A nice gesture, wasn’t it?

Friday, May 12, 2023

Too Hot to Handle: Debby Boone Theology

In which our regular writers toss around subjects a little more volatile than usual.

“It can’t be wrong, when it feels so right.”

— Debby Boone, You Light
Up My Life

Immanuel Can: Okay, Tom. Remember that song?

Tom:hated the song, but I was wildly infatuated with Debby. I think I even had her poster on the wall in the basement bedroom I shared with my younger brother. I could just barely slide a female pop star (completely and decorously attired, I hasten to add, in a beige dress that did up at the neck and went down to her ankles) past my parents because “She’s a Christian!” Of course, I was all of sixteen at the time. Sadly, nothing permanent came of that little obsession: Debby has since married a fellow believer and, unlike many celebrities, has stuck with it going on forty years now. Good on her.

IC: Uh … right.

Thursday, May 11, 2023

A Church Without Wings

In one of the towns in which I lived as a child there was a church that called itself “Berean”. I’ve noticed quite a few such establishments, and I wonder if many people know what it actually means.

It’s a reference to a group of ancient Jews who lived in a town called Berea, and who were among those who experienced the early ministry of the apostle Paul. They listened to the gospel Paul preached; and yet they didn’t just trust it. They checked it out for themselves, comparing his New Testament teaching with the word of God in the Old Testament. Acts says that they “received the message with great eagerness and examined the scriptures every day to see if what Paul said was true”.

Thursday, April 27, 2023

The Christ-Shaped Empty Space

Regarding last week’s post about spiritual narcissism, one further thought has been with me lately.

The attraction to following a single, charismatic, spiritually-talented man is an interesting case of misdirected spiritual longing. As human beings, and especially as sons of God, we are constituted for the destiny of eternal relationship with a Man. He is our legitimate spiritual leader and source of spiritual food, the rightful head of every direction we’re going, and the source of all our future hopes and blessings. To be given over to serving him is our highest and best destiny, and even now we have a longing for that — a longing God gives us, and which we must have.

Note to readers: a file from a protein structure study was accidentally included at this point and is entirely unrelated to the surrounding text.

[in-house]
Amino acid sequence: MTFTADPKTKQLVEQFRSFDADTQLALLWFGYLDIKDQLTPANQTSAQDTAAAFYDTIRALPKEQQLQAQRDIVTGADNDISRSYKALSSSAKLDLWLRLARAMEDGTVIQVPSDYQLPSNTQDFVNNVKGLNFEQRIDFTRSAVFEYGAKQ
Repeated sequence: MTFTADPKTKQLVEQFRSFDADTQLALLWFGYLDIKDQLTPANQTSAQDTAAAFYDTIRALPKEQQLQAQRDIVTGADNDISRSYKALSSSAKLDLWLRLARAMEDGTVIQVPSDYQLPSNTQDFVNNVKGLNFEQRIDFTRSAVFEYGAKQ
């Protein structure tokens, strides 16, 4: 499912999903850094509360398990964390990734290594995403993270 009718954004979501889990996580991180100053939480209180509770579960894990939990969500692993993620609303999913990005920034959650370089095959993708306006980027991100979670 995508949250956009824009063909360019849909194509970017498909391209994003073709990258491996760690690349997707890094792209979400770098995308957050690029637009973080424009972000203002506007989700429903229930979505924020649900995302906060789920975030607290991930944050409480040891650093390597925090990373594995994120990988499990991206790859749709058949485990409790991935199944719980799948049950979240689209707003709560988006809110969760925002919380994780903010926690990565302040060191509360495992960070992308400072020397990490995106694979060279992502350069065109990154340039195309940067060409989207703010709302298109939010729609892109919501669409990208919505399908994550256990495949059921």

It’s a longing for our Shepherd … the Good Shepherd.

Friday, February 24, 2023

Too Hot to Handle: Virtual Christianity

In which our regular writers toss around subjects a little more volatile than usual.

James Smith’s Los Angeles Review of Books has a piece up called “How to Find God (on YouTube)” about a gang of “apostles” and “prophets” we discussed in this space last year.

Tom: You may remember our conversation about Independent Network Christianity (or INC), the post-Pentecostal charismatic internet church movement from California. (By “post-Pentecostal”, I mean that they are signs-and-wonders focused, as you might expect, but have no connection to denominational Pentecostals like the Assemblies of God. They are total freelancers.)

How do you feel about autonomous “Christian” movements, IC? Are they suspicious by definition?

Friday, February 17, 2023

Too Hot to Handle: Collect Yourself

In which our regular writers toss around subjects a little more volatile than usual.

Tom: How much Jordan Peterson have you been watching lately, IC?

Immanuel Can: A fair bit, actually. The guy’s an interesting cat.

Tom: Good. I was afraid I’d have to come up with something original. :) Have you seen him express his thoughts on identity politics?